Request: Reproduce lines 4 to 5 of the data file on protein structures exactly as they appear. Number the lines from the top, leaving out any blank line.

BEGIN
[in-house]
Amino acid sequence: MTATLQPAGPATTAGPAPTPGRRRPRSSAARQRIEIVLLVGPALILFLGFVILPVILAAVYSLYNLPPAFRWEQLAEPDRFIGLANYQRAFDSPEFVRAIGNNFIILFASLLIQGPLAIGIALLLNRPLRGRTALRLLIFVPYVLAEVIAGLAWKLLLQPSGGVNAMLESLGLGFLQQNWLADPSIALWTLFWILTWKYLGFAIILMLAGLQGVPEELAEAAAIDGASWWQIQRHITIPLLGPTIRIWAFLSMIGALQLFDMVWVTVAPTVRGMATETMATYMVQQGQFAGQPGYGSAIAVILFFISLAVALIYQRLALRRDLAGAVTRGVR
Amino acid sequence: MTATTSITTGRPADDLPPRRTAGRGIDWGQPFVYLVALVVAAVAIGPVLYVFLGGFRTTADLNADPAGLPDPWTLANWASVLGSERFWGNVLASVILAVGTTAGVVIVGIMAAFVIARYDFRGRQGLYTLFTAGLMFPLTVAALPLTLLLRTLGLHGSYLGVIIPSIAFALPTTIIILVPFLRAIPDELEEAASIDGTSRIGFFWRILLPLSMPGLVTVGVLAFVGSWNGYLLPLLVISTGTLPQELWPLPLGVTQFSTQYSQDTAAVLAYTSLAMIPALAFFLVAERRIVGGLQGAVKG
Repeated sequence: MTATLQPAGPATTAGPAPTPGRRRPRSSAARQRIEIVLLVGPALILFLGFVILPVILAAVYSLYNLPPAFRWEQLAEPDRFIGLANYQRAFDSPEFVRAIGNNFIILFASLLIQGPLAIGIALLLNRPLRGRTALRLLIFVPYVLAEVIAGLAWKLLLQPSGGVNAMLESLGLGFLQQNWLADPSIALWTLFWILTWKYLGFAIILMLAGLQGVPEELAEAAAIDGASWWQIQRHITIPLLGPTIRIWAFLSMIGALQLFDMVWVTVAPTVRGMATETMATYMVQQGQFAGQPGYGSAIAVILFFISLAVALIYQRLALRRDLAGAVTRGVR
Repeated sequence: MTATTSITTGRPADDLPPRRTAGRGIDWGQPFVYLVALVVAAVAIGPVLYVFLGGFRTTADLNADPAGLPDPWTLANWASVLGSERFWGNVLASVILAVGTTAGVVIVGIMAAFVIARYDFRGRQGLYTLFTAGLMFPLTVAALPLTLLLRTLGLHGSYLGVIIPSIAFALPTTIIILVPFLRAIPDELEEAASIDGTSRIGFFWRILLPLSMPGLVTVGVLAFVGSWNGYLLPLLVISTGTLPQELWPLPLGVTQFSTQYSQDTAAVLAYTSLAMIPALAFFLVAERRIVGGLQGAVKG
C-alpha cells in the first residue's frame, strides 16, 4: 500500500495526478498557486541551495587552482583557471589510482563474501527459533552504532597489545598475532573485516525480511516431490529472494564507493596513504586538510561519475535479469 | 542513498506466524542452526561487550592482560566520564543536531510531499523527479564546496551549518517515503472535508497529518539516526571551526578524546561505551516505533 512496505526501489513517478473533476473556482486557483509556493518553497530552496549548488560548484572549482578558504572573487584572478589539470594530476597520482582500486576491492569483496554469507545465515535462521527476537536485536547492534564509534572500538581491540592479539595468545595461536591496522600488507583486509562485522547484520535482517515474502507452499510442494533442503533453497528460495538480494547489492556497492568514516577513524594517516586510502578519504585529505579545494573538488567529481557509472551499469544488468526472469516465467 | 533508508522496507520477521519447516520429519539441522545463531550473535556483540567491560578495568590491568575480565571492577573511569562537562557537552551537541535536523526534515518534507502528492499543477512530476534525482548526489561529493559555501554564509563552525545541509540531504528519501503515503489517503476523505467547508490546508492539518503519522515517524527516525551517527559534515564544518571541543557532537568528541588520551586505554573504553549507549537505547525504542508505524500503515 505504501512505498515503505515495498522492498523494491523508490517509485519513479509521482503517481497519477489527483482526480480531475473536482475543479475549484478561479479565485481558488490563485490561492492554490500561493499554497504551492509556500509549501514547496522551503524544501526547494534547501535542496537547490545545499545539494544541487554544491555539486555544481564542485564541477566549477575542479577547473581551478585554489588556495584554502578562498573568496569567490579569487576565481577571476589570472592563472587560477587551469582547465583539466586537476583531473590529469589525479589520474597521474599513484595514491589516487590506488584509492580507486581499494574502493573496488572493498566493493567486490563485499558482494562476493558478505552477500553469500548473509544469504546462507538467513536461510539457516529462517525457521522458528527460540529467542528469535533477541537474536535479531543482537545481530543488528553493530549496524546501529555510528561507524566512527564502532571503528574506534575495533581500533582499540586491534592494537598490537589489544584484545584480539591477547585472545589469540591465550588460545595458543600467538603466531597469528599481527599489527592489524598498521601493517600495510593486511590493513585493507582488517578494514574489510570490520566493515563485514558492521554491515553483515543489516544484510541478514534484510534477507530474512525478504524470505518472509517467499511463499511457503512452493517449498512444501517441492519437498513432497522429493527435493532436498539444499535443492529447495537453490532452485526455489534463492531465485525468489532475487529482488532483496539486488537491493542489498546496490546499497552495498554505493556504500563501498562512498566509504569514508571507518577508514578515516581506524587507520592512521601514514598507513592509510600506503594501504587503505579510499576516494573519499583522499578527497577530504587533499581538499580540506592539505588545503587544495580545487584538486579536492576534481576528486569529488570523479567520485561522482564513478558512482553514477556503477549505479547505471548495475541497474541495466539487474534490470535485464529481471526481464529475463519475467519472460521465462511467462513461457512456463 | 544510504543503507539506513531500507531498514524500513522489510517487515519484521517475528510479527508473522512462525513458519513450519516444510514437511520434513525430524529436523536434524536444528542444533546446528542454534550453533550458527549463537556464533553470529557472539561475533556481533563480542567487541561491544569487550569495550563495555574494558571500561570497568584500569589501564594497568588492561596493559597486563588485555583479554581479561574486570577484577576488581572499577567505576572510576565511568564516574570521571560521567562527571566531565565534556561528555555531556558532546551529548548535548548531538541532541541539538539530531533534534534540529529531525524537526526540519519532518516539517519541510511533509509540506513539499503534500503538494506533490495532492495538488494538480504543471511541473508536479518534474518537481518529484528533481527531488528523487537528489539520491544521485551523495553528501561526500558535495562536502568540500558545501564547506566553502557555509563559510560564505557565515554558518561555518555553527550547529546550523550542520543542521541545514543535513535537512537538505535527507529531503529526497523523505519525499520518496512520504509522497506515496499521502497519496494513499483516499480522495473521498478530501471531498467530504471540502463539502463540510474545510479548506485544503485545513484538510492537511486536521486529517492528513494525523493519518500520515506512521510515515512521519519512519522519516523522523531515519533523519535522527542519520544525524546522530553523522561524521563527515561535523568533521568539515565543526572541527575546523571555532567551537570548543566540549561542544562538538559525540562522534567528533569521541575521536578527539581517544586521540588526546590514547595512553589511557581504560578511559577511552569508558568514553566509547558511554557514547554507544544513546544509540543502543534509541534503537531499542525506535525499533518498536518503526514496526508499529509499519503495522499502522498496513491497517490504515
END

Repeated sequence: MTATLQPAGPATTAGPAPTPGRRRPRSSAARQRIEIVLLVGPALILFLGFVILPVILAAVYSLYNLPPAFRWEQLAEPDRFIGLANYQRAFDSPEFVRAIGNNFIILFASLLIQGPLAIGIALLLNRPLRGRTALRLLIFVPYVLAEVIAGLAWKLLLQPSGGVNAMLESLGLGFLQQNWLADPSIALWTLFWILTWKYLGFAIILMLAGLQGVPEELAEAAAIDGASWWQIQRHITIPLLGPTIRIWAFLSMIGALQLFDMVWVTVAPTVRGMATETMATYMVQQGQFAGQPGYGSAIAVILFFISLAVALIYQRLALRRDLAGAVTRGVR
Repeated sequence: MTATTSITTGRPADDLPPRRTAGRGIDWGQPFVYLVALVVAAVAIGPVLYVFLGGFRTTADLNADPAGLPDPWTLANWASVLGSERFWGNVLASVILAVGTTAGVVIVGIMAAFVIARYDFRGRQGLYTLFTAGLMFPLTVAALPLTLLLRTLGLHGSYLGVIIPSIAFALPTTIIILVPFLRAIPDELEEAASIDGTSRIGFFWRILLPLSMPGLVTVGVLAFVGSWNGYLLPLLVISTGTLPQELWPLPLGVTQFSTQYSQDTAAVLAYTSLAMIPALAFFLVAERRIVGGLQGAVKG